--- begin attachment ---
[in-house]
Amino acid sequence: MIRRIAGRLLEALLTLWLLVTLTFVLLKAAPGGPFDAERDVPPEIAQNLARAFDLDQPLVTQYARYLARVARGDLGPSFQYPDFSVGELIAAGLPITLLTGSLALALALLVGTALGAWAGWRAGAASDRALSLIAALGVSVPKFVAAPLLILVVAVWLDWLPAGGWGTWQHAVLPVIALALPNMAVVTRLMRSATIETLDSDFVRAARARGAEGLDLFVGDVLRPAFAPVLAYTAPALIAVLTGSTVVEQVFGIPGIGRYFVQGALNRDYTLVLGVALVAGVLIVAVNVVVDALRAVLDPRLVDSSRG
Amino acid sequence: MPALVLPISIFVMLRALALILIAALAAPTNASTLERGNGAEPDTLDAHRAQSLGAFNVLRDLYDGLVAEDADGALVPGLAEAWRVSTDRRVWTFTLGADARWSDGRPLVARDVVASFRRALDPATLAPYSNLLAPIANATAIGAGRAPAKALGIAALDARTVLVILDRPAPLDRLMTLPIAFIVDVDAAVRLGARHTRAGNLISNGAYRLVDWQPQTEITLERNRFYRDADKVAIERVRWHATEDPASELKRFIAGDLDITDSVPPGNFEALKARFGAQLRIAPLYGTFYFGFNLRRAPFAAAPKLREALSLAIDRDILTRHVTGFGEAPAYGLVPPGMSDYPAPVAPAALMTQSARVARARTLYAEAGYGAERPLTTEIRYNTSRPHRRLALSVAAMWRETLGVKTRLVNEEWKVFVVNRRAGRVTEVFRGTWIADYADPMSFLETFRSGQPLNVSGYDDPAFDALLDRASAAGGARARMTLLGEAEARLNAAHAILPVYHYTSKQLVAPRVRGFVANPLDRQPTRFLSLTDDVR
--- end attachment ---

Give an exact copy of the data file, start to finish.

[in-house]
Amino acid sequence: MIRRIAGRLLEALLTLWLLVTLTFVLLKAAPGGPFDAERDVPPEIAQNLARAFDLDQPLVTQYARYLARVARGDLGPSFQYPDFSVGELIAAGLPITLLTGSLALALALLVGTALGAWAGWRAGAASDRALSLIAALGVSVPKFVAAPLLILVVAVWLDWLPAGGWGTWQHAVLPVIALALPNMAVVTRLMRSATIETLDSDFVRAARARGAEGLDLFVGDVLRPAFAPVLAYTAPALIAVLTGSTVVEQVFGIPGIGRYFVQGALNRDYTLVLGVALVAGVLIVAVNVVVDALRAVLDPRLVDSSRG
Amino acid sequence: MPALVLPISIFVMLRALALILIAALAAPTNASTLERGNGAEPDTLDAHRAQSLGAFNVLRDLYDGLVAEDADGALVPGLAEAWRVSTDRRVWTFTLGADARWSDGRPLVARDVVASFRRALDPATLAPYSNLLAPIANATAIGAGRAPAKALGIAALDARTVLVILDRPAPLDRLMTLPIAFIVDVDAAVRLGARHTRAGNLISNGAYRLVDWQPQTEITLERNRFYRDADKVAIERVRWHATEDPASELKRFIAGDLDITDSVPPGNFEALKARFGAQLRIAPLYGTFYFGFNLRRAPFAAAPKLREALSLAIDRDILTRHVTGFGEAPAYGLVPPGMSDYPAPVAPAALMTQSARVARARTLYAEAGYGAERPLTTEIRYNTSRPHRRLALSVAAMWRETLGVKTRLVNEEWKVFVVNRRAGRVTEVFRGTWIADYADPMSFLETFRSGQPLNVSGYDDPAFDALLDRASAAGGARARMTLLGEAEARLNAAHAILPVYHYTSKQLVAPRVRGFVANPLDRQPTRFLSLTDDVR